Upon digesting all these insights, it is hard to view the trolling of IHOP as a good idea for any burger QSR. In the fire that is IHOP’s brilliant publicity stunt, Burger King, Wendy’s, and Whataburger just added tons of fuel! By calling out IHOP’s marketing efforts, the burger QSRs ensured that any of their combined 5.4 million Twitter followers who were not aware of IHOP’s pivot to serving burgers are now aware and discussing it. Through this peculiar and comedic case, we see the tremendous importance that representative data plays in both marketing and business decisions.



The many applications for rich insights into both your customers and your competitor’s customers is essential to an informed marketing and business strategy. IHOP displayed the power of representative insights by deciding to highlight burgers and other lunch and dinner options at their locations, something their customers would clearly be amenable to.

This business decision, coupled with a brilliant social media marketing strategy to inform their customers and the greater American populace of their change, highlights the value of understanding your consumers on a personal level. This can be seen in the fact that IHOP customers are 31% more likely to have visited Twitter in the last 30 days, or that over 20% of people who have visited Twitter in the last 30 days have also eaten at an IHOP in that same time period. IHOP’s pivot towards a lunch/dinner-friendly menu and the marketing strategy behind it can be best described as a well-thought out and incredibly informed insights-driven business decision. IHOP took the time to understand their consumer’s food preferences and their social media habits, which they then utilized to identify potential areas for revenue and market share growth.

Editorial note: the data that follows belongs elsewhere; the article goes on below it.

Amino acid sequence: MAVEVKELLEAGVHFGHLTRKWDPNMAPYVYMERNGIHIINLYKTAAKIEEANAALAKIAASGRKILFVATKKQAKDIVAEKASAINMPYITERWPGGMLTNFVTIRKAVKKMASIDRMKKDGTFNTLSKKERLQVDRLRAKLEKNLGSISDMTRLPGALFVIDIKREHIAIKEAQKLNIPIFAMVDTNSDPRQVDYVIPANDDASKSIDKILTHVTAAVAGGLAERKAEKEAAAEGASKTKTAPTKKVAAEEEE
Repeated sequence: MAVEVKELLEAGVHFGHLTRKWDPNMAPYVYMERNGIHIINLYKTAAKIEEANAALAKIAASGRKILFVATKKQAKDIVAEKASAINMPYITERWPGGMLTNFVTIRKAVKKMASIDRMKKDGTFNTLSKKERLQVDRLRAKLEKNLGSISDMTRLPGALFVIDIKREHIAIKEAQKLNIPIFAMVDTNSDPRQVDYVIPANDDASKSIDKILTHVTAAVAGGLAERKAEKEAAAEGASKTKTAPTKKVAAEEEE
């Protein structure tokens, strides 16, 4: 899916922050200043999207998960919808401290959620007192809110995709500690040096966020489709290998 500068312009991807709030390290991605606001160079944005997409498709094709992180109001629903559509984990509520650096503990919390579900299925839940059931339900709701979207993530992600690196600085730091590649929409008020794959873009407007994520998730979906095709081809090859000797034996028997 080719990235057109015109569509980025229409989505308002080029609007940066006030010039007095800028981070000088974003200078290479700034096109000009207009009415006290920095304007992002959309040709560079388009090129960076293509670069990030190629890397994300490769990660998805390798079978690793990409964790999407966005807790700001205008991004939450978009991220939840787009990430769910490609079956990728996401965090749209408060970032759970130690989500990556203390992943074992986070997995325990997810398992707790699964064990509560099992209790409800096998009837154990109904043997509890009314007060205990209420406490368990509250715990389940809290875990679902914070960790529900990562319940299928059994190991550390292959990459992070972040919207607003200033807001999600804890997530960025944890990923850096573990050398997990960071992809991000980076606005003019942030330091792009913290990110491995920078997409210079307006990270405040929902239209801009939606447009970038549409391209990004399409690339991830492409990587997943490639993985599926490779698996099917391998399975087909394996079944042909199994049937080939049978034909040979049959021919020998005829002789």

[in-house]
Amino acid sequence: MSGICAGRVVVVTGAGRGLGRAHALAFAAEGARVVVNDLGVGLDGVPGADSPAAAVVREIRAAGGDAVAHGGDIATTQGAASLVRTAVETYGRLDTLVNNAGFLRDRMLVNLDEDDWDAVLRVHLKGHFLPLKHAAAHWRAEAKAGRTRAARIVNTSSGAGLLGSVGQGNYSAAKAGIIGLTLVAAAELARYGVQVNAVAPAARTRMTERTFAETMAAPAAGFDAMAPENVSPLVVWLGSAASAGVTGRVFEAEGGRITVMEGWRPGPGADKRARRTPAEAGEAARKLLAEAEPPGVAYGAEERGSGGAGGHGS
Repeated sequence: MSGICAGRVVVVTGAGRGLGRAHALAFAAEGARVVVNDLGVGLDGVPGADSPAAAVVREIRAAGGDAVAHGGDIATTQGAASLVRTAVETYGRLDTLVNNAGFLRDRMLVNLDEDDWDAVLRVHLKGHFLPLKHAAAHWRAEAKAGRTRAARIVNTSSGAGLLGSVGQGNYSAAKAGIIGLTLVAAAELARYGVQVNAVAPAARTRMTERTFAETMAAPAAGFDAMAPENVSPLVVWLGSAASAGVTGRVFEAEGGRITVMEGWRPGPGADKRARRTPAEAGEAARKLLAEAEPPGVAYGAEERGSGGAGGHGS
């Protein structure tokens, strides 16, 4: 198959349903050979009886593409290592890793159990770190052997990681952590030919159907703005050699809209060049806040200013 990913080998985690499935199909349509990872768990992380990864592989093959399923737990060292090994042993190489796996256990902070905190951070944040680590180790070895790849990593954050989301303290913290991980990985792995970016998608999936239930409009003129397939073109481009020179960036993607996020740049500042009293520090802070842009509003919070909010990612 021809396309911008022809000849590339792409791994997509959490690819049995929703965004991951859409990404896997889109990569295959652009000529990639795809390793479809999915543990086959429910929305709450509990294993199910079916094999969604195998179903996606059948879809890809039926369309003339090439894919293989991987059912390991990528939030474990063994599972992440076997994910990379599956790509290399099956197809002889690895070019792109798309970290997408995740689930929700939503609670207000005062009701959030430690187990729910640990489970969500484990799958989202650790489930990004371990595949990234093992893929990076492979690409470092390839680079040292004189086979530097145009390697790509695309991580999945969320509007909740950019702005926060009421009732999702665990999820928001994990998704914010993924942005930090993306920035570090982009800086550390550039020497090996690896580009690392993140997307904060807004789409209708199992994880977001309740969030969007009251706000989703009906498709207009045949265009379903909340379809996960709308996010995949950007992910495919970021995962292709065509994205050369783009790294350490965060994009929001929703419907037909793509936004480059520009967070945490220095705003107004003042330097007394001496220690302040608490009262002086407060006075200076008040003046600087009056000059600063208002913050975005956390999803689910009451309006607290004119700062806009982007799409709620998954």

Inversely, If Burger King, Wendy’s, and Whataburger were in a completely different vertical, then their trolling of IHOP would have been a rather smart marketing move, akin to what New Balance did for Father’s Day (see below).



With 10% of IHOP customers owning New Balance sneakers and 16.4% of New balance sneaker owners eating at IHOP, New Balance’s jovial tweet to its 239,000 followers not only generated tons of impressions for New Balance (nearly 7,000 retweets), but more importantly, it does not harm their brand’s market share in any way! The decision to troll IHOP by its newly minted direct competitors (Burger King, Wendy’s, and Whataburger) is at best a sign of hubris and at worst a poor marketing decision that gave a tremendous amount of free promotion to a company that should be taken seriously as a competitor – a mistake that can be easily averted by having representative insights on your customers and your competition. Well played IHO(P)B!

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David Cohen
David Cohen
David Cohen serves as marketing coordinator for Simmons Research. In his role, he is responsible for lead generation, content creation, campaign management and more.